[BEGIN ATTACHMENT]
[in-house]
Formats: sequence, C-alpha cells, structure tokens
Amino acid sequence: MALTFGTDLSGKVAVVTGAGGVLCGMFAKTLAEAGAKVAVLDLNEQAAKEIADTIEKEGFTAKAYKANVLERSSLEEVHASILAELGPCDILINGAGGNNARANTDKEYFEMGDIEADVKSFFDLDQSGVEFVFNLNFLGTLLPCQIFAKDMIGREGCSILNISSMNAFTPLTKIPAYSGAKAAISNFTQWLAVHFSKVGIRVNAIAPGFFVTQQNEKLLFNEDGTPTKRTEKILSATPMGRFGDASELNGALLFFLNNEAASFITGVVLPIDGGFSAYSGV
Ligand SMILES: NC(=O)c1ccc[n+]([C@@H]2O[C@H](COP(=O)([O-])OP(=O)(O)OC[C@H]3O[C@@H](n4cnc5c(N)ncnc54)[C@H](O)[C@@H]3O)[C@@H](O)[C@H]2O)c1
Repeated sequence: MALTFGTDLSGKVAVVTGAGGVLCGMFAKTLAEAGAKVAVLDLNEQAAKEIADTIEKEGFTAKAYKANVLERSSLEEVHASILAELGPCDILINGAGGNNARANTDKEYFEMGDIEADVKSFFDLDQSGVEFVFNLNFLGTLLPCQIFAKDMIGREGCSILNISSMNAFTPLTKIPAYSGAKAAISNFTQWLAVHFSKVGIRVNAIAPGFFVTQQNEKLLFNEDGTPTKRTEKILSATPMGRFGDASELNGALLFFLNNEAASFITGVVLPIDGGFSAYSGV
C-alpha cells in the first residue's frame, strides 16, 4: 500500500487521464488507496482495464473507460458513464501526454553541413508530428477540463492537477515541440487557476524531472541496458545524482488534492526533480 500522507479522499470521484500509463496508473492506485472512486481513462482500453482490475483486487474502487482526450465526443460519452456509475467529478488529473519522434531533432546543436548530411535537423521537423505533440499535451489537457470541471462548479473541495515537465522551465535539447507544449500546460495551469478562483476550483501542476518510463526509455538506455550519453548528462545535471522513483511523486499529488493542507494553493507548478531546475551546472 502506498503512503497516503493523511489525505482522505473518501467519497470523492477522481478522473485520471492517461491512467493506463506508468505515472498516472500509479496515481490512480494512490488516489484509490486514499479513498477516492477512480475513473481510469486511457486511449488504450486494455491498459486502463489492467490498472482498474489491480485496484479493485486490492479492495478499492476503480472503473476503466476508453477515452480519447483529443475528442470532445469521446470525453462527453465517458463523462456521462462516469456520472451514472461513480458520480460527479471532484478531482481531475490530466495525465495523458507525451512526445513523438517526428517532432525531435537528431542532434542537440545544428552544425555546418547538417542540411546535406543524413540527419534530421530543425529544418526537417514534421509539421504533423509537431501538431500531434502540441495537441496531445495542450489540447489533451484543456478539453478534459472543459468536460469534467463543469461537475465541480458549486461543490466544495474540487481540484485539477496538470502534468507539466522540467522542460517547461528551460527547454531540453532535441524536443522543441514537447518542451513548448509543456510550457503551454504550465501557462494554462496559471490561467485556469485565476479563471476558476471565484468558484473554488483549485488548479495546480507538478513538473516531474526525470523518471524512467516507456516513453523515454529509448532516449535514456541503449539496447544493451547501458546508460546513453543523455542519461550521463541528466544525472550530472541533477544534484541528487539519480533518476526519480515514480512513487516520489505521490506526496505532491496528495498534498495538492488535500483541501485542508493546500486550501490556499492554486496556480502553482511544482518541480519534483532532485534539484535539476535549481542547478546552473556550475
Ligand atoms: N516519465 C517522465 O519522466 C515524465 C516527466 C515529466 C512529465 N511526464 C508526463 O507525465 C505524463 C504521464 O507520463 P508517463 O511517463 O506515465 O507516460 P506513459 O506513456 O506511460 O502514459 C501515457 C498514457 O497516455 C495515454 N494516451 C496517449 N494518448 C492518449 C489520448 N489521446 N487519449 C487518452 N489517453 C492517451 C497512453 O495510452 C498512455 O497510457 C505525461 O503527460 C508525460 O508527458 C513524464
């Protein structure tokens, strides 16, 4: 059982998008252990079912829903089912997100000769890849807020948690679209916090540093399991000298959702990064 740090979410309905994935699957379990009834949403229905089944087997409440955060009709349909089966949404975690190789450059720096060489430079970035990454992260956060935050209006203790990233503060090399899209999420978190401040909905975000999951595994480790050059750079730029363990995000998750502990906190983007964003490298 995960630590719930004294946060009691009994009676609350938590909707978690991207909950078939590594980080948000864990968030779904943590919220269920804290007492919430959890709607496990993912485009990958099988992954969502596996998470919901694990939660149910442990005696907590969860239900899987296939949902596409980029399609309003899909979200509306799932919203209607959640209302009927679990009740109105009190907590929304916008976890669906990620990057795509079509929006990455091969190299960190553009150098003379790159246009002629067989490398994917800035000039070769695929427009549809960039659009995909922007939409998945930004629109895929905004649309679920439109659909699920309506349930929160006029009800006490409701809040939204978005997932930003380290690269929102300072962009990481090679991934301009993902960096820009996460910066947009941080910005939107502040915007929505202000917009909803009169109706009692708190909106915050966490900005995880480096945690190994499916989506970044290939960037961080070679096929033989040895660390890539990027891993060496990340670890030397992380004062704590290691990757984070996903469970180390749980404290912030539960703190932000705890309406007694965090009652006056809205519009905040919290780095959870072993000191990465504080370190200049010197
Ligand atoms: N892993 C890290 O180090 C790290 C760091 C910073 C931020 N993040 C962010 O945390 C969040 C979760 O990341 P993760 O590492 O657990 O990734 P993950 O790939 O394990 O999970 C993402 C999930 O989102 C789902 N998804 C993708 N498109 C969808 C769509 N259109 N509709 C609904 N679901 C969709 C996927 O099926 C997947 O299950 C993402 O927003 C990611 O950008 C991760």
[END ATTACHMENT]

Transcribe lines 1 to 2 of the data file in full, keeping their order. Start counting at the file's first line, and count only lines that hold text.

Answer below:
[in-house]
Formats: sequence, C-alpha cells, structure tokens